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Identifier 000400067
Title Ακτινομετρική μέθοδος αναγνώρισης του φύλου του σκελετού με βάση τα μετακάρπια οστά και τις πτέρνες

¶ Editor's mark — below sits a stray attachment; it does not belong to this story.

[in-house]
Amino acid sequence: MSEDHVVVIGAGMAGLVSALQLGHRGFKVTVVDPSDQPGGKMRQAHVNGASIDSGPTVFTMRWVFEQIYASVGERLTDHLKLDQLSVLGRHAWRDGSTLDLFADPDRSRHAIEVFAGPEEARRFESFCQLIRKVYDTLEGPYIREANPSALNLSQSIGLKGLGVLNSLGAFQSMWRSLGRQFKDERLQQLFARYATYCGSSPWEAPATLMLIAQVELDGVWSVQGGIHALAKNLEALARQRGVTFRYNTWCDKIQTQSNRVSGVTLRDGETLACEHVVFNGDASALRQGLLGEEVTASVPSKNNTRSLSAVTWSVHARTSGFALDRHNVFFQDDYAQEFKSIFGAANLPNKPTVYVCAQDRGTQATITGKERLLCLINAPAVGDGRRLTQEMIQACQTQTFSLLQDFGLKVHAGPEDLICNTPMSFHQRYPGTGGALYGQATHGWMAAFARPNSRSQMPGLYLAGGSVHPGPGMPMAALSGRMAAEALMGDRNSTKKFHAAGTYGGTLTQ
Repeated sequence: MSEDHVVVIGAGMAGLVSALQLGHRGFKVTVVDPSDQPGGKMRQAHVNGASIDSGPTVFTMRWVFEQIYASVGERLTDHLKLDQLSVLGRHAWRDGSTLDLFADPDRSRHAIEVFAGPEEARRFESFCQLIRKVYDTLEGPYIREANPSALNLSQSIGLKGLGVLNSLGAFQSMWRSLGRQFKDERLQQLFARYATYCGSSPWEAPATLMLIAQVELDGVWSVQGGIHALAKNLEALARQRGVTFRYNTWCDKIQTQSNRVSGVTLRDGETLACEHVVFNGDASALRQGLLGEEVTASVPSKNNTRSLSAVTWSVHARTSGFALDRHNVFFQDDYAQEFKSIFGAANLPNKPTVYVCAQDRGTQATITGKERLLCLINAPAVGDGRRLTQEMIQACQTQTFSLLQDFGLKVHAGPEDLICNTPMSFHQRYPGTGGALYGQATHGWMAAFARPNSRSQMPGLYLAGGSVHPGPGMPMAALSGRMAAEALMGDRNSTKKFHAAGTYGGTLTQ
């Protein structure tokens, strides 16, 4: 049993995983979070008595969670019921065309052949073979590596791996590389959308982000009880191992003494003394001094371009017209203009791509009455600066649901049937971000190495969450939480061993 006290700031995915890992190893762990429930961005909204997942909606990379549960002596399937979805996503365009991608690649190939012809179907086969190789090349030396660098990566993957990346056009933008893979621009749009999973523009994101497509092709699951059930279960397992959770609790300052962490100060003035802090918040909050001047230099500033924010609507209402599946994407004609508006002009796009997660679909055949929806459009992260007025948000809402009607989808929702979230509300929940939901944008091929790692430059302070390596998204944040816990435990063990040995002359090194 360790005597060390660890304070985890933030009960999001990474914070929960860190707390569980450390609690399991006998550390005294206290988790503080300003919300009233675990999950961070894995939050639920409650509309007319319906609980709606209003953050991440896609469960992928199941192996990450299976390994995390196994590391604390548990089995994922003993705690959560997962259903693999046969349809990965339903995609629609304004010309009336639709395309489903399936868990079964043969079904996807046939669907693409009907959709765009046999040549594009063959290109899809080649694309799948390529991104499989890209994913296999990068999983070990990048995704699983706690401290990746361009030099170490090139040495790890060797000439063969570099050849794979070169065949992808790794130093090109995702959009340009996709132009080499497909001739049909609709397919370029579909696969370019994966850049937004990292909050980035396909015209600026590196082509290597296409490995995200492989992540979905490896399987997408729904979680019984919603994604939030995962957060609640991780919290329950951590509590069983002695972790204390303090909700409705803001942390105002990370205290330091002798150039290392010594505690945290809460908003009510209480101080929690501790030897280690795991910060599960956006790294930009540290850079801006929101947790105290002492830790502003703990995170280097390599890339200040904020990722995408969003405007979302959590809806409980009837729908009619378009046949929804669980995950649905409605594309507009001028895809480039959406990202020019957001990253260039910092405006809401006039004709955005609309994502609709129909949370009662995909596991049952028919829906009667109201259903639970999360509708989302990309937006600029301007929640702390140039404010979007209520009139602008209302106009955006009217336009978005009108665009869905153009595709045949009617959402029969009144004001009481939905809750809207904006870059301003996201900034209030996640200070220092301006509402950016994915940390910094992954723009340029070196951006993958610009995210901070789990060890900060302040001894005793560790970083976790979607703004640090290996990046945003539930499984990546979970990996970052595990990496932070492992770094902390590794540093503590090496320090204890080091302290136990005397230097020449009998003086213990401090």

Alternative Title Sexual dimorphism based on digital radiographs of the metacarpals and the calcanei
Author Νάθενα , Δέσποινα
Thesis advisor Μιχαλοδημητράκης, Ε.
Reviewer Τζανάκης, Ν.
Κρανιώτη, Φ
Καραντάνας, Α.
Περυσινάκης, Κ.
Τζαρδή, Μ.
Αλμπαντάκη, Κ.